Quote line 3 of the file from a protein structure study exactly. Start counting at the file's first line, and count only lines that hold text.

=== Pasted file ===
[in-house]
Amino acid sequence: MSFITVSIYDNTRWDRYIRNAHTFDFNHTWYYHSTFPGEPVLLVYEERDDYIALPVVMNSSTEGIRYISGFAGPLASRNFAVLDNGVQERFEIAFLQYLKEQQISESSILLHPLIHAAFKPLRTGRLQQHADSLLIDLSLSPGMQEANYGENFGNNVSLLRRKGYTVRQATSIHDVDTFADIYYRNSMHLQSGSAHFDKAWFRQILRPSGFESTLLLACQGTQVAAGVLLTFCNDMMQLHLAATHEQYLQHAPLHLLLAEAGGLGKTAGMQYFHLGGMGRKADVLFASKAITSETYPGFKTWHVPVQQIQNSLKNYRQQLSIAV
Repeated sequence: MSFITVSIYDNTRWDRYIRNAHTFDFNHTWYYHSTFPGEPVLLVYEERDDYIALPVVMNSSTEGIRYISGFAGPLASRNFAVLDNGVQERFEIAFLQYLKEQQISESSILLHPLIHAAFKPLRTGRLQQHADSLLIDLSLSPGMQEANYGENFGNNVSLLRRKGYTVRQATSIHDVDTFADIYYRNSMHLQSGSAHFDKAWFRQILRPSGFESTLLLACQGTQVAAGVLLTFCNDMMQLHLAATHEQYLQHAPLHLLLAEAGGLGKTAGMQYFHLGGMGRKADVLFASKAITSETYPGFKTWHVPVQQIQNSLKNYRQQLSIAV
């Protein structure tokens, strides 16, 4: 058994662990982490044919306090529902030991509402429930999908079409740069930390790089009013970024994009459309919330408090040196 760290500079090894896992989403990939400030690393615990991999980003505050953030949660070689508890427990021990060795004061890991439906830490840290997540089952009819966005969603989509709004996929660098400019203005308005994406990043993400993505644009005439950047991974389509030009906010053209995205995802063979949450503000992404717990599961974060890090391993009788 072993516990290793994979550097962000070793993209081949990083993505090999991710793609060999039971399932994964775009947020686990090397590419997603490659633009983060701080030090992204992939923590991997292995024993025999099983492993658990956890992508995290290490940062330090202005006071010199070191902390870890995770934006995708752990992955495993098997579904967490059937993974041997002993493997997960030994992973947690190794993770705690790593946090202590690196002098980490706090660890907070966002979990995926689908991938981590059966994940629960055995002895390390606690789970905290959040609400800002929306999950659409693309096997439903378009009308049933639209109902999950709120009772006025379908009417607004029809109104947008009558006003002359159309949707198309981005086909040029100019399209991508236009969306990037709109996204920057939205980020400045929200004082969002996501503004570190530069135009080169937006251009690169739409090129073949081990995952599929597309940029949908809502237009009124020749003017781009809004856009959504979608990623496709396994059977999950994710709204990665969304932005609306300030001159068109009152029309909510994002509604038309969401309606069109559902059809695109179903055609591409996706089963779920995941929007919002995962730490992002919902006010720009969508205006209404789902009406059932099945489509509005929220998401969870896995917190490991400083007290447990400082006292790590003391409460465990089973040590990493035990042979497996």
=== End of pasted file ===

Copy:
Repeated sequence: MSFITVSIYDNTRWDRYIRNAHTFDFNHTWYYHSTFPGEPVLLVYEERDDYIALPVVMNSSTEGIRYISGFAGPLASRNFAVLDNGVQERFEIAFLQYLKEQQISESSILLHPLIHAAFKPLRTGRLQQHADSLLIDLSLSPGMQEANYGENFGNNVSLLRRKGYTVRQATSIHDVDTFADIYYRNSMHLQSGSAHFDKAWFRQILRPSGFESTLLLACQGTQVAAGVLLTFCNDMMQLHLAATHEQYLQHAPLHLLLAEAGGLGKTAGMQYFHLGGMGRKADVLFASKAITSETYPGFKTWHVPVQQIQNSLKNYRQQLSIAV